Endoxifen shows promise as breast cancer treatment

Vol. 3, Issue 1, 2014

Summary

New drug may offer some women an alternative to tamoxifen.

Photograph showing Matthew P. Goetz, M.D., a Mayo Clinic Cancer Center oncologist

Matthew P. Goetz, M.D.

Researchers at the Mayo Clinic Cancer Center are developing a new drug to help women with estrogen receptor positive breast cancer who are unable to derive benefit from the drug tamoxifen. These women need an alternative to tamoxifen because their bodies are unable to effectively metabolize the drug to its active agent, endoxifen.

Tamoxifen is a hormone therapy that has been used for more than 40 years to reduce the risk of breast cancer and to prevent recurrence. However, research has demonstrated that patients with very low levels of a critical enzyme called CYP2D6 and those with low endoxifen levels have a higher risk of recurrence or progression when treated with tamoxifen.

In a recent phase I clinical trial of endoxifen, an active metabolite of tamoxifen, researchers found that the experimental drug is safe and that it showed early evidence for anti-tumor activity.

"We achieved up to sixtyfold higher levels of endoxifen compared with endoxifen levels achieved with the standard dose of tamoxifen," said Matthew P. Goetz, M.D., a Mayo Clinic Cancer Center oncologist who led the research. "We have seen evidence for tumor regression in patients who had failed standard hormonal therapies, including aromatase inhibitors, fulvestrant and tamoxifen."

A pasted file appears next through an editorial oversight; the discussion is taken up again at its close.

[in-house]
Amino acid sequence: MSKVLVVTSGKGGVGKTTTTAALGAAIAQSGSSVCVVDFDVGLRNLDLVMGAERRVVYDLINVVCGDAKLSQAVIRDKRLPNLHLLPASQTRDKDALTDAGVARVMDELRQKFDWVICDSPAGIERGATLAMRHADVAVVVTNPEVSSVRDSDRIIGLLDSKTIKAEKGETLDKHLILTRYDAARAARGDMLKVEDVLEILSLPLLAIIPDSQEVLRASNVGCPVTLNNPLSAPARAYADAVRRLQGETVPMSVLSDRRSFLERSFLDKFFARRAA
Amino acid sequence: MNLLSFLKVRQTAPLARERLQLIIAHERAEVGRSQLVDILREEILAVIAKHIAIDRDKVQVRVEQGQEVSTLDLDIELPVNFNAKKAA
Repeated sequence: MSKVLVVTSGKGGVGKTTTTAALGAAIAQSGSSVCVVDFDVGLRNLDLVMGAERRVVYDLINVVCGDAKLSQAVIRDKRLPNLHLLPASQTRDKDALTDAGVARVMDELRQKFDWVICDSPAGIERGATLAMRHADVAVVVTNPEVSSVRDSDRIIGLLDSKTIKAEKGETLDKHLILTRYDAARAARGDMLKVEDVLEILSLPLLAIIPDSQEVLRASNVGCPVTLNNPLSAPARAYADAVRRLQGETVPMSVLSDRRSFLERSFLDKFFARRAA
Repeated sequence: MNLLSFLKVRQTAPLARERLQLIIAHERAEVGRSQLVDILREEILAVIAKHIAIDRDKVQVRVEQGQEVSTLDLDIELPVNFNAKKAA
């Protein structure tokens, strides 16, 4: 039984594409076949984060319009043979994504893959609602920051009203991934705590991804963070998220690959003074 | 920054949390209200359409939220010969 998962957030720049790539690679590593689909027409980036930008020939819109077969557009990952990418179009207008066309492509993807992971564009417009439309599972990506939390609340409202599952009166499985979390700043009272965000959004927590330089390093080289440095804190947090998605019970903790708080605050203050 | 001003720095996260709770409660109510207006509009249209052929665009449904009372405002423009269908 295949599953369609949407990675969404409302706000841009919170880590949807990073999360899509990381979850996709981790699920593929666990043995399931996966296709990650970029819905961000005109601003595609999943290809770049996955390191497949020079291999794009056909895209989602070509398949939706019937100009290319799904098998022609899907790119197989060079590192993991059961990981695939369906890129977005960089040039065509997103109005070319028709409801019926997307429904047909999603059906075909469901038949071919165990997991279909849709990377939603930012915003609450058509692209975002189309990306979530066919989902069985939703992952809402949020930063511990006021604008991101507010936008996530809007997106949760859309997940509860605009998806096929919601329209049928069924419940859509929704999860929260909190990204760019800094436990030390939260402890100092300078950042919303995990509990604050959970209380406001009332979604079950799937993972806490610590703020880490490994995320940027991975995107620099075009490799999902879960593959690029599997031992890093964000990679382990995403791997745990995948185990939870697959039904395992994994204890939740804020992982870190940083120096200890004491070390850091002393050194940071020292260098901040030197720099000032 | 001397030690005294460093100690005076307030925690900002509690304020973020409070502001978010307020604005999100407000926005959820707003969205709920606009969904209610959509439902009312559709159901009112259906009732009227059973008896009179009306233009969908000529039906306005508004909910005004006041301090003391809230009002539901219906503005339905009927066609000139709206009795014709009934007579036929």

In 2008, Dr. Goetz and Mayo Clinic pharmacology professor Matthew M. Ames, Ph.D., began to collaborate with the National Cancer Institute (NCI) to develop formulations of endoxifen. One formulation, known as Z-endoxifen hydrochloride (endoxifen), was tested through preclinical pharmacology studies, toxicology workups and, most recently, clinical trials conducted at the Mayo Clinic Cancer Center and the NCI.

In the phase I study, researchers gave endoxifen once daily to 22 women with estrogen receptor positive breast cancer that was resistant to standard hormone therapies. The drug appeared to be safe even at the highest dose of 160 milligrams a day.

Dr. Goetz and his colleagues are now working to determine the optimal dose of endoxifen for breast cancer patients. After that work is complete, he would like to see the drug studied in premenopausal patients, for whom tamoxifen is the only Food and Drug Administration-approved hormone agent for the treatment of estrogen receptor positive breast cancer.

"Endoxifen may turn out to be a better drug than tamoxifen," Dr. Goetz said, "and not just in patients who have limited CYP2D6 metabolism. This is something that has to be prospectively tested."

Watch a video of Dr. Goetz discussing this study.